The deplorable word (updated)

Back in 2004, I wrote that

There is only one real instance of political correctness in Australia today and that is that you are never, ever allowed to call anyone a racist. It’s OK to say that Adolf Hitler was a racist, and that apartheid was racist, but the idea that any actual Australian could be a racist is utterly taboo.

  • (Update): 1. That hasn’t changed. As the comments to this post illustrate, even describing the taboo is sufficient to violate it, as with a superinjunction.
  • 2. As is always the case with pejoratives, those who don’t like them being used object on the grounds that the terms aren’t clearly defined. So, I’ll define racism as “seeking the preserve the dominant position of your own racial/ethnic group, typically by means including stoking fear, hatred and derision of others.
  • 3 That definition clearly applies to everyone mentioned by name in this post, as well as to apartheid and Southern US segregationism. To forestall objections, remember that neither apartheid (separate development) nor Jim Crow (based on the Plessy v Ferguson “separate but equal” decision) claimed superiority for whites, so this claim is not essential to racism (End update).

Fifteen years later, the taboo is still in place, but has become increasingly untenable with the rise of overt racism, in Australia, the US and elsewhere. It’s worth thinking a bit more about why it’s so hard to name racism when we we see it.

The central point I think is that nearly everyone gives at least verbal consent to the view that racism, and racists (as defined above), have no place in public life. To call someone a racist, then, is to say that they are unfit to hold public or elective office or to be given a media platform of any kind. A string of US politicians found to have worn blackface or shared racist jokes have been forced out of public life.

That’s bad, but not nearly as bad as the serious advocacy of racism that has re-emerged with the rise of Trumpism and related movements. What we see is continuous pushing of the boundaries of acceptable debate. To avoid the obvious inference that the person involved is unfit for any public role, the media reports these events with euphemisms like “racially charged”. Every now and then, however, one of these racists crosses the (invisible and shifting) line.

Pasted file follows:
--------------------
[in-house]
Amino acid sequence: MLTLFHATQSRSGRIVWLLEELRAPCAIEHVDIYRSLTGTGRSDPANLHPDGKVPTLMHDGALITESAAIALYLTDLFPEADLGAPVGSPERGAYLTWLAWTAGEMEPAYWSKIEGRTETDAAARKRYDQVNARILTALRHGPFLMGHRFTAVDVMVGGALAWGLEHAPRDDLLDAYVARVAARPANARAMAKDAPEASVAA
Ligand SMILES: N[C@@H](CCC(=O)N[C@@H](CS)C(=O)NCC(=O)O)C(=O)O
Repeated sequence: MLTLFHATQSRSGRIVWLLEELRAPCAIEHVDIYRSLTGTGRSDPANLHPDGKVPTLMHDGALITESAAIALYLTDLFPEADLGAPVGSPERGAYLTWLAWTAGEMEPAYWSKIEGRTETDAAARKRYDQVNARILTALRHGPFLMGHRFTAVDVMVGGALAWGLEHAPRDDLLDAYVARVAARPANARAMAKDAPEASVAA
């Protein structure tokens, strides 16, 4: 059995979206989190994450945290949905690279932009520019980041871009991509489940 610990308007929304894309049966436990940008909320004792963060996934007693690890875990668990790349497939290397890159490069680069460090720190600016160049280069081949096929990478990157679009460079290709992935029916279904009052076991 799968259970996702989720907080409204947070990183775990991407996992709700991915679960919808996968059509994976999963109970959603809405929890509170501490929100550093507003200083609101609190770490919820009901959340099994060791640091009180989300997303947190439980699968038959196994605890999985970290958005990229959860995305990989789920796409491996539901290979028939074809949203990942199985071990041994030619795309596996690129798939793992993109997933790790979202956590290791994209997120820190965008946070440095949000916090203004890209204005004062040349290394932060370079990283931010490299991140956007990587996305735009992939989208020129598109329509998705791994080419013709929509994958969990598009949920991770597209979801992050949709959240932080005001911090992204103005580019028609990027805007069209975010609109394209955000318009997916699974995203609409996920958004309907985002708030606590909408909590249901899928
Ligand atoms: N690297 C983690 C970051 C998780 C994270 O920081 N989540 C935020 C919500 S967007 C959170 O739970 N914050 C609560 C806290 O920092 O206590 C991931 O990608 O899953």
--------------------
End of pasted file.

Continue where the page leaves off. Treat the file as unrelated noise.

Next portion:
This has played out in the cases of Fraser Anning in Australia and Steve King (Iowa Republican) in the US. These two have reached the point where they can be described as “racist”, in news reports and by other politicians, without any pushback from their former allies. The result is that their position in public life has become untenable. Anning was expelled from the Katter Australian Party, and his vote in the Senate is clearly tainted, though that won’t stop the government accepting his support. Similarly, King was stripped of all his committee positions and will face multiple primary challenges in 2020.

The problems is that there is hardly any distance between the racism of Anning and that of Pauline Hanson (who put him into the Senate), or between King and Donald Trump. But the LNP in Australia can’t break with Hanson and her supporters any more than the Republican party can dump Trump. So, the application of the word “racist” to Hanson or Trump implies that the entire political right in Australia and the US is complicit in a position that is supposed to be beyond the pale.